Title:
Hemostatic compositions, assemblies, systems, and methods employing particulate hemostatic agents formed from hydrophilic polymer foam such as chitosan
Kind Code:
A1


Abstract:
Improved hemostatic agents take the form of granules or particles that can be used to stanch, seal, or stabilize a site of hemorrhage, including a noncompressible hemorrhage.



Inventors:
Mccarthy, Simon J. (Portland, OR, US)
Application Number:
11/485886
Publication Date:
01/25/2007
Filing Date:
07/13/2006
Assignee:
HemCon, Inc.
Primary Class:
International Classes:
A61F13/00
View Patent Images:
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Other References:
None
Primary Examiner:
PALENIK, JEFFREY T
Attorney, Agent or Firm:
MILLER NASH GRAHAM & DUNN LLP (Seattle, WA, US)
Claims:
I claim:

1. A hemostatic agent comprising a hemostatic material in a granule or particle form.

2. An agent according to claim 1, wherein the hemostatic material comprises a chitosan material.

3. An agent according to claim 1, wherein the hemostatic material comprises a chitin material.

4. An agent according to claim 1, wherein the hemostatic material comprises a densified chitosan material.

5. An agent according to claim 1, wherein the granule or particle carries within it dense chitosan beads.

6. An agent according to claim 1, wherein the granule or particle carries within it a polymer mesh material.

7. A method for stanching, sealing, or stabilizing a hemorrhage comprising providing an agent as defined in claim 1, and applying the agent to the hemorrhage.

8. A hemostatic assembly comprising a hemostatic agent in the form of a granule or particle, and strips of a polymer mesh material interspersed with the hemostatic material.

9. A hemostatic assembly comprising a hemostatic agent in the form of a granule or particle, and a polymer mesh socklet carrying the hemostatic agent.

10. An assembly according to claim 8 or 9 wherein the hemostatic agent comprises a chitosan material.

11. An assembly according to claim 8 or 9 wherein the hemostatic agent comprises a chitin material.

12. An assembly according to claim 8 or 9, wherein the hemostatic agent comprises a densified chitosan material.

13. A method for stanching, sealing, or stabilizing a hemorrhage comprising providing an agent as defined in claim 8 or 9, and applying the agent to the hemorrhage.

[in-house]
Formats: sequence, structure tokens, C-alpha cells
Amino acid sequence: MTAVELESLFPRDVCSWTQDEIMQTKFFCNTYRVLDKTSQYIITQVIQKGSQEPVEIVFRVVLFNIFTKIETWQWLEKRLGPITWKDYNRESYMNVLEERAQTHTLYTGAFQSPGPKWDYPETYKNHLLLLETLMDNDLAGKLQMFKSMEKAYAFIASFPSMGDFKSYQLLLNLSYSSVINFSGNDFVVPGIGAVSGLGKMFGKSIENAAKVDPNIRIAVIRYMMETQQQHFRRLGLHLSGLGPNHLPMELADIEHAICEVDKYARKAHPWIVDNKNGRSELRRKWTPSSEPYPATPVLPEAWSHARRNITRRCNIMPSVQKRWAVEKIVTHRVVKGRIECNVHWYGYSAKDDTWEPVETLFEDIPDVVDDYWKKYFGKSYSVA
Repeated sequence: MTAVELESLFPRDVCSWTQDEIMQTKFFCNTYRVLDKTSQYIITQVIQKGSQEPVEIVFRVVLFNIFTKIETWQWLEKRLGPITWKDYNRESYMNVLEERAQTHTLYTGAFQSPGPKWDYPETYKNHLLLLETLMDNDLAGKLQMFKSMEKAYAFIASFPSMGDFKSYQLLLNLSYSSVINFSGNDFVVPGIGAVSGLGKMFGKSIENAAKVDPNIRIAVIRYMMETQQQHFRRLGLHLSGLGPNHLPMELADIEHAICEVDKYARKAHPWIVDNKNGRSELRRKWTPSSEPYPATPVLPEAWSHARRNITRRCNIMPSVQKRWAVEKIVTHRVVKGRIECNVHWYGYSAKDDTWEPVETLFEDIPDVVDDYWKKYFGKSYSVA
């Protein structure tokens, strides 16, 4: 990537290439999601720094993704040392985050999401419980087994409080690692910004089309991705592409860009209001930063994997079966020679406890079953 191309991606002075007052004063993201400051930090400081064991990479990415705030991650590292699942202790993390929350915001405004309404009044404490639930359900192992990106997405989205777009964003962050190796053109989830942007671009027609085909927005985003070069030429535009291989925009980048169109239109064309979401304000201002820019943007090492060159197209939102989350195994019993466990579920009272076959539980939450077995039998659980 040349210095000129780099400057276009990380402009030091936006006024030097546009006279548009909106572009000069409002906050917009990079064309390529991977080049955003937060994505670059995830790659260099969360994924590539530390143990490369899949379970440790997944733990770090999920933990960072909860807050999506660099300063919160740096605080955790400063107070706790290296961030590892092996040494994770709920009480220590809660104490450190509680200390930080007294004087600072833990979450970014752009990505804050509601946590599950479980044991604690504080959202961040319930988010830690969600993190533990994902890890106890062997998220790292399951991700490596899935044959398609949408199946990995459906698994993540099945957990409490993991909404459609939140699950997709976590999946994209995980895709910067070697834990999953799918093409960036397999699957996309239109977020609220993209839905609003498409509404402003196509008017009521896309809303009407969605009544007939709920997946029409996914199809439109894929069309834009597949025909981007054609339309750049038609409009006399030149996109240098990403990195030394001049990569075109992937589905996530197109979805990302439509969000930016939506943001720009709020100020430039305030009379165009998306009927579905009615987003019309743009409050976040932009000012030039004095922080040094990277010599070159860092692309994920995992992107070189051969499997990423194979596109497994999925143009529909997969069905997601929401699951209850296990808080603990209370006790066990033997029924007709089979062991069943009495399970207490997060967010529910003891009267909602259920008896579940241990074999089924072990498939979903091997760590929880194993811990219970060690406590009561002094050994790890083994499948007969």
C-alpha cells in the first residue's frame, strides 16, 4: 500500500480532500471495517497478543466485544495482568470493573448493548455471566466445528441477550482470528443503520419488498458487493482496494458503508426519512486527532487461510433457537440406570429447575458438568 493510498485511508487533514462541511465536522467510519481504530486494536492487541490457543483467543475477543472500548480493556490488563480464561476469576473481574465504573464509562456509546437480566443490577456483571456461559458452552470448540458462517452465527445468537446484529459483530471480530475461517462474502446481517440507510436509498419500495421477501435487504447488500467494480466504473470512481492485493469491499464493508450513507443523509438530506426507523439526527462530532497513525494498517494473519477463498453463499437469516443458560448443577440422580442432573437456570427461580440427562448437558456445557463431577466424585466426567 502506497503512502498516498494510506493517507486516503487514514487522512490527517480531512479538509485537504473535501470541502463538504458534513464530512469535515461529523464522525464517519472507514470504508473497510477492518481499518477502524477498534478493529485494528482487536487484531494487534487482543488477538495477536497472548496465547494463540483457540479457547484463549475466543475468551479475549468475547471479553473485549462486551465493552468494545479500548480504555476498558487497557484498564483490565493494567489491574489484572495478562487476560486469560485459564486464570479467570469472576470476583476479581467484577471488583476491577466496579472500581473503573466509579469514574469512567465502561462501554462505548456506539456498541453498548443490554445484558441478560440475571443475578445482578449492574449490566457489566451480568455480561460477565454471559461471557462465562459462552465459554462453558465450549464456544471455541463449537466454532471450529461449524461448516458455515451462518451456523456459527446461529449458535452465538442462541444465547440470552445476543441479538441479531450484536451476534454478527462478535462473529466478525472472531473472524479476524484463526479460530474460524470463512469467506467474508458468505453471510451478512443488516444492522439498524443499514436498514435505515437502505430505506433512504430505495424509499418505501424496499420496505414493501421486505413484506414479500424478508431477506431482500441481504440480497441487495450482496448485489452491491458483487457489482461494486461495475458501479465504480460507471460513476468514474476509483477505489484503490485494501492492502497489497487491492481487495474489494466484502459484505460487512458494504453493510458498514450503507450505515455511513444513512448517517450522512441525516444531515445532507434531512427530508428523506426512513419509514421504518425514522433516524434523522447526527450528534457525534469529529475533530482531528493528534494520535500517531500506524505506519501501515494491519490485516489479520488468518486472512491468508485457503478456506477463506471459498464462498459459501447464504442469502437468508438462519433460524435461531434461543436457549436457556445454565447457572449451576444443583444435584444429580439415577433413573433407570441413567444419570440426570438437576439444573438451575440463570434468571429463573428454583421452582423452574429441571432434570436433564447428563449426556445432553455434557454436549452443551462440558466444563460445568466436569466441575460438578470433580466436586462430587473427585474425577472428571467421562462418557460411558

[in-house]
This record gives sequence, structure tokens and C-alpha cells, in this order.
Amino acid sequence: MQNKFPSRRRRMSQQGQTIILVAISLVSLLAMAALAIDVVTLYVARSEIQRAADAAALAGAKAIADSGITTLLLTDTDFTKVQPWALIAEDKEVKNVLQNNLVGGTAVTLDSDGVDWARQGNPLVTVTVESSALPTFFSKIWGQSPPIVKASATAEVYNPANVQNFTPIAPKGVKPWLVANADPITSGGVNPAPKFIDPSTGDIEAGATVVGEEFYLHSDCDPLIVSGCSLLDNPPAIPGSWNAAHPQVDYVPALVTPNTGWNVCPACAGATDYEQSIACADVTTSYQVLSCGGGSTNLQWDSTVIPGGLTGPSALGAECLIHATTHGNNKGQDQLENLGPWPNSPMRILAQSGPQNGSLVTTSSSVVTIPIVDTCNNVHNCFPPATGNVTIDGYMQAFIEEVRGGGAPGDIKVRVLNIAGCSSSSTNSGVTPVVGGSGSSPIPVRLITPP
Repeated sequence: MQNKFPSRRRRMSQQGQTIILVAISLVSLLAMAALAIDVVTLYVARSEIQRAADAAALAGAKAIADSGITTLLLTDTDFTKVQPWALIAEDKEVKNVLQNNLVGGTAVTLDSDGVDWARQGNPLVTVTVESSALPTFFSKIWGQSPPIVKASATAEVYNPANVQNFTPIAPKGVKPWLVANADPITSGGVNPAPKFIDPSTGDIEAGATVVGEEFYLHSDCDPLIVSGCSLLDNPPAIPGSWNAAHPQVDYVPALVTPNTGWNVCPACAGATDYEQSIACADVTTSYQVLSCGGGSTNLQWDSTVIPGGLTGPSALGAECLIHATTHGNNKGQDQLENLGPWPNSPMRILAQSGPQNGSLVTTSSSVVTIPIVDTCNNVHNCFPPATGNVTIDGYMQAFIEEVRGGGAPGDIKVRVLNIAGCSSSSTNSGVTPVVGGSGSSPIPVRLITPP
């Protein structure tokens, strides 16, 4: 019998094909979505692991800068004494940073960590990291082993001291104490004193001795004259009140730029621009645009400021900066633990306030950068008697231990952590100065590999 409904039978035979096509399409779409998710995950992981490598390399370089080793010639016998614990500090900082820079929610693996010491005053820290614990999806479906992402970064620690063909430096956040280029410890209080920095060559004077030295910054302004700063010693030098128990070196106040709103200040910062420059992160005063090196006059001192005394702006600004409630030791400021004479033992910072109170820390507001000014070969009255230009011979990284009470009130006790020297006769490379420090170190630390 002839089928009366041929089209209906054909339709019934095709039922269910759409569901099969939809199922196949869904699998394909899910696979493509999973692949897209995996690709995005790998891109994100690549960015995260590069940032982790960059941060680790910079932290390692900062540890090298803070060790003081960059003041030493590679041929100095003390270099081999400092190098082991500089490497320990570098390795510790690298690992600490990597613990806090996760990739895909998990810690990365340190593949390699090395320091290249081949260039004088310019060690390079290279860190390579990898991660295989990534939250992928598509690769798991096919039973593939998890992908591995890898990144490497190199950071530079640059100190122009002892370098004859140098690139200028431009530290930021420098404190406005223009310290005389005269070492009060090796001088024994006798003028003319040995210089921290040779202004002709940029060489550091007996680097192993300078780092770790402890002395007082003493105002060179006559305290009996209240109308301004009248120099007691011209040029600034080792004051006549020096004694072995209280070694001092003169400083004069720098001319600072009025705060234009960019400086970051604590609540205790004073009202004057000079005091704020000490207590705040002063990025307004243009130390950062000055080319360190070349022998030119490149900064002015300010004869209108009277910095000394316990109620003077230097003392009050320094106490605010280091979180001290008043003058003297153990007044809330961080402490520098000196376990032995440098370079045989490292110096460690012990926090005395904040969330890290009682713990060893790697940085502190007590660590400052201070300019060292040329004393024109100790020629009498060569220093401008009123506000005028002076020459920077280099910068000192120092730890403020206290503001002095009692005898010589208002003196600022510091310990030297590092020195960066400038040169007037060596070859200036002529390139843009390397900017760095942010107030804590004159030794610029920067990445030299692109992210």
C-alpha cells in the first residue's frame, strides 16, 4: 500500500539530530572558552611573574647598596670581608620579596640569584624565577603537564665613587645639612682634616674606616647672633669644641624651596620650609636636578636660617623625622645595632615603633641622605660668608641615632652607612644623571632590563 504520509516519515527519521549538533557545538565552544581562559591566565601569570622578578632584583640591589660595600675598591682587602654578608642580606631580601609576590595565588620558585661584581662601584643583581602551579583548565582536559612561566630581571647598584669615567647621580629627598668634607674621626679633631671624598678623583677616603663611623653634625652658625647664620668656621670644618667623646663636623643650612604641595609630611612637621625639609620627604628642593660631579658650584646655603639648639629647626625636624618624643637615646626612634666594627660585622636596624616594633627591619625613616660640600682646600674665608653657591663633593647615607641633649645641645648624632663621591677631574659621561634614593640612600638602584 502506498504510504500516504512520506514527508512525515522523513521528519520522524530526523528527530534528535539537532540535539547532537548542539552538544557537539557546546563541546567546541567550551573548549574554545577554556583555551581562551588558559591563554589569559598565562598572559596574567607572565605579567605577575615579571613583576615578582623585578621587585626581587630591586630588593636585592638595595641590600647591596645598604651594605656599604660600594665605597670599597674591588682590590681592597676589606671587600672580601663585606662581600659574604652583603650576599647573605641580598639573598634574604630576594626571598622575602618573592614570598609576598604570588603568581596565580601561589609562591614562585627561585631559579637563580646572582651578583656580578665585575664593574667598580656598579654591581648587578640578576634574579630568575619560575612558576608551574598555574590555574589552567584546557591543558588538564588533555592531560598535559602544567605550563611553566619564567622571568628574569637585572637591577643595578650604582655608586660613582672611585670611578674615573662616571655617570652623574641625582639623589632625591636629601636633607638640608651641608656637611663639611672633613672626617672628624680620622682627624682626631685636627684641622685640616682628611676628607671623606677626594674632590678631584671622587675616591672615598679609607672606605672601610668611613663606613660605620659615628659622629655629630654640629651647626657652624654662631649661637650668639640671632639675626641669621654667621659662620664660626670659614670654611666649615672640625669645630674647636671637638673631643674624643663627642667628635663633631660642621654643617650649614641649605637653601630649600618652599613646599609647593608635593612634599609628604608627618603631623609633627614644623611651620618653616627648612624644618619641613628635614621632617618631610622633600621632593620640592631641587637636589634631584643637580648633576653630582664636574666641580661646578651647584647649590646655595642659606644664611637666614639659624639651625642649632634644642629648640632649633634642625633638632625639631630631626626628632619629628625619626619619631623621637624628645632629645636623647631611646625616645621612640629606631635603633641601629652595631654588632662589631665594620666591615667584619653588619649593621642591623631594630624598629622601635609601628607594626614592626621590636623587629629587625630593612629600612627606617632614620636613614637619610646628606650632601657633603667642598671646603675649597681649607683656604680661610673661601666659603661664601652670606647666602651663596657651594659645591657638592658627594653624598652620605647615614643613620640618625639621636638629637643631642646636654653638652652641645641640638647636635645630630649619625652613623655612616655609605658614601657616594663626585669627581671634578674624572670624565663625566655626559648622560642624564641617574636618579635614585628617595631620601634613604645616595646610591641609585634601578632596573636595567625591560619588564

14. A hemostatic agent comprising a partially or fully deproteinized and partially or fully deacetylized crustacean shell material that has been ground into granule or particle form.

15. An agent according to claim 14 wherein the crustacean shell material is also partially or fully decalcified.

16. An agent according to claim 14 wherein the crustacean shell material comprises chitin.

17. An agent according to claim 14 wherein the crustacean shell material comprises chitosan.

18. An agent according to claim 14, further including strips of a polymer mesh material interspersed with the ground crustacean shell material.

19. An agent according to claim 14, further including a polymer mesh socklet carrying the ground crustacean shell material.

20. A method for stanching, sealing, or stabilizing a hemorrhage comprising providing an agent as defined in claim 14, and applying the agent to the hemorrhage.

Description:

RELATED APPLICATIONS

This application is a continuation in part of U.S. patent application Ser. No. 11/020,365 filed on Dec. 23, 2004, entitled “Tissue Dressing Assemblies, Systems, and Methods Formed From Hydrophilic Polymer Sponge Structures Such as Chitosan”; which is a continuation in part of U.S. patent application Ser. No. 10/743,052, filed on Dec. 23, 2004, entitled “Wound Dressing and Method of Controlling Severe Life-Threatening Bleeding”; which is a continuation in part of U.S. patent application Ser. No. 10/480,827, filed on Dec. 15, 2003, entitled “Wound Dressing and Method of Controlling Severe Life-Threatening Bleeding,” which was a national stage filing under 37 C.F.R. § 371 of International Application No. PCT/U502/18757, filed on Jun. 14, 2002, which are each incorporated herein by reference. This application also claims the benefit of U.S. Provisional Application Ser. No. 60/698,734, filed Jul. 13, 2005, and entitled “Hemostatic Compositions, Assemblies, Systems, and Methods Employing Particulate Hemostatic Agents Formed from Hydrophilic Polymer Foam Such As Chitosan, which is incorporated herein by reference.

FIELD OF THE INVENTION

The invention is generally directed to agents applied externally or internally on a site of tissue injury or tissue trauma to ameliorate bleeding, fluid seepage or weeping, or other forms of fluid loss.

BACKGROUND OF THE INVENTION

Hemorrhage is the leading cause of death from battlefield trauma and the second leading cause of death after trauma in the civilian community. Non-compressible hemorrhage (hemorrhage not readily accessible to direct pressure, such as intracavity bleeding) contributes to the majority of early trauma deaths. Apart from proposals to apply a liquid hemostatic foam and recombinant factor VIIa to the non-compressible bleeding sites, very little has been done to address this problem. There is a critical need to provide more effective treatment options to the combat medic for controlling severe internal hemorrhage such as intracavity bleeding.